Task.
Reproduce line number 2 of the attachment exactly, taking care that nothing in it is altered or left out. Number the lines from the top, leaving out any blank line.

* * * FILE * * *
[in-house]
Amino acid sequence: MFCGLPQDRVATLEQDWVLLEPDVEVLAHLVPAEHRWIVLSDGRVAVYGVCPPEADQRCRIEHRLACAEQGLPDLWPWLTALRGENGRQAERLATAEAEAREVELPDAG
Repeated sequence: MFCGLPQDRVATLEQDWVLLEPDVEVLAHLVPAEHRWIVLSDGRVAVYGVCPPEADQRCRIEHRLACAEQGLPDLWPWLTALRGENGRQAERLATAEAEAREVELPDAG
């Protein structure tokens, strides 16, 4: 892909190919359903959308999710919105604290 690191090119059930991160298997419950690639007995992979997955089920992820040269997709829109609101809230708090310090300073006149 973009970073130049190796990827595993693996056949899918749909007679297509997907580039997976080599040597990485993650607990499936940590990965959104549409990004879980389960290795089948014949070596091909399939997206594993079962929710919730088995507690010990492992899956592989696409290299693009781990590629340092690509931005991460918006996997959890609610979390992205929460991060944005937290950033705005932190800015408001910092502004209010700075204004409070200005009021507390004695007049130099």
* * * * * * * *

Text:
Amino acid sequence: MFCGLPQDRVATLEQDWVLLEPDVEVLAHLVPAEHRWIVLSDGRVAVYGVCPPEADQRCRIEHRLACAEQGLPDLWPWLTALRGENGRQAERLATAEAEAREVELPDAG